Language itself may be an outcropping of pattern recognition. We associate a certain sounds with objects or events and over time; voila!! Blah blah… As with all the features of adaptive biology, pattern recognition does come with a cost. Two main points on this front: First; we see patterns where they are which is helpful, but we also see patterns where they are not which can be disastrous. Second; because patterns are what we use as a basic survival tool and they are the foundation of our identity, they also motivate us to obsessively defend and preserve them as our comfort zone whether or not they’re toxic, nourishing and/or neutral.

Pattern recognition has been a sort of superhero in human adaptation. We have good reason to consider it our friend, but our friend has some baggage. We associate familiar patterns with comfort. Our tribal affinity is built on pattern recognition. This survival skill extends into where and what to eat, who is a friend or foe, but it can also be a trap. As children we learn to negotiate our world with pattern recognition as the divider between danger and safety, self and other. As a result, we tend to weigh what we have been exposed to in these early days as a “safe zone”, a familiar area. As a consequence, if we’re exposed to a toxic maladaptive relationship climate coupled with shallow thought stopping ideas, we tend to hold on to that as our safe zone throughout life, even though it objectively poisons our potential. In other words; we can be sincere and wrong at the same time. We can be patterned to cycle destruction in our lives and we can be unaware that we are the warden of our own prison.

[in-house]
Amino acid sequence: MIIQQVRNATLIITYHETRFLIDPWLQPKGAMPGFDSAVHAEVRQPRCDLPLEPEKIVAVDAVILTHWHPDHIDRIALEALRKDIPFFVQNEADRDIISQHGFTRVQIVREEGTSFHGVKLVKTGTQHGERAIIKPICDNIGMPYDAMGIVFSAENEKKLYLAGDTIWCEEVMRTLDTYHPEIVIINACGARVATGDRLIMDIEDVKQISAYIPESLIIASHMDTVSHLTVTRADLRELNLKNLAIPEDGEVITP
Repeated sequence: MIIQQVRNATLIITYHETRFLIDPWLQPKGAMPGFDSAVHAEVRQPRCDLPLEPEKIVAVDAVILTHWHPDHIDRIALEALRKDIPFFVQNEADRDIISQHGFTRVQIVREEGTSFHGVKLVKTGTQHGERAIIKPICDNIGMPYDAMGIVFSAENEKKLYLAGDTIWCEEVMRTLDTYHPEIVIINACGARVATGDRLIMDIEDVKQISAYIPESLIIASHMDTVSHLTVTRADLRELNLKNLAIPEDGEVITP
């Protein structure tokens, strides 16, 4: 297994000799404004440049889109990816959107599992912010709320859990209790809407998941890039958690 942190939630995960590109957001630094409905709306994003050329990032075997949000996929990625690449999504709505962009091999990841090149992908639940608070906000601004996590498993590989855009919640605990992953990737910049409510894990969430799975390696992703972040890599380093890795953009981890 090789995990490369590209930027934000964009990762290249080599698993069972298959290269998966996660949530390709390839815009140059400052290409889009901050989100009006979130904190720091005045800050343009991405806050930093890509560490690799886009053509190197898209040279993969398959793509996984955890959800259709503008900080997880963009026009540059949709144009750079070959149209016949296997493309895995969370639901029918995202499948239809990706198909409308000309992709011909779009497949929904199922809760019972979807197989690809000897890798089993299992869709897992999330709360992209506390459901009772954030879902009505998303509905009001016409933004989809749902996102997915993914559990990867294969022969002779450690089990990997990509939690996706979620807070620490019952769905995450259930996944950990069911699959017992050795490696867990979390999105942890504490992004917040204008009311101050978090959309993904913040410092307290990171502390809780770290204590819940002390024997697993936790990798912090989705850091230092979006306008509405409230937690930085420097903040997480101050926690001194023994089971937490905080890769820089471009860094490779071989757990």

Our pattern recognition wetware leaves us very prone to confirmation bias. People who are brought up in certain cultures have a tendency to see their culture as the one true, correct, right, wonderful culture from whom all blessings flow, and all other cultures as strange, wrong, unworthy of serious consideration or abominable. Unless we learn to transcend our personal prejudices, they will shape what we see to fit inside their limiting lens and falsely confirm what we already think is true.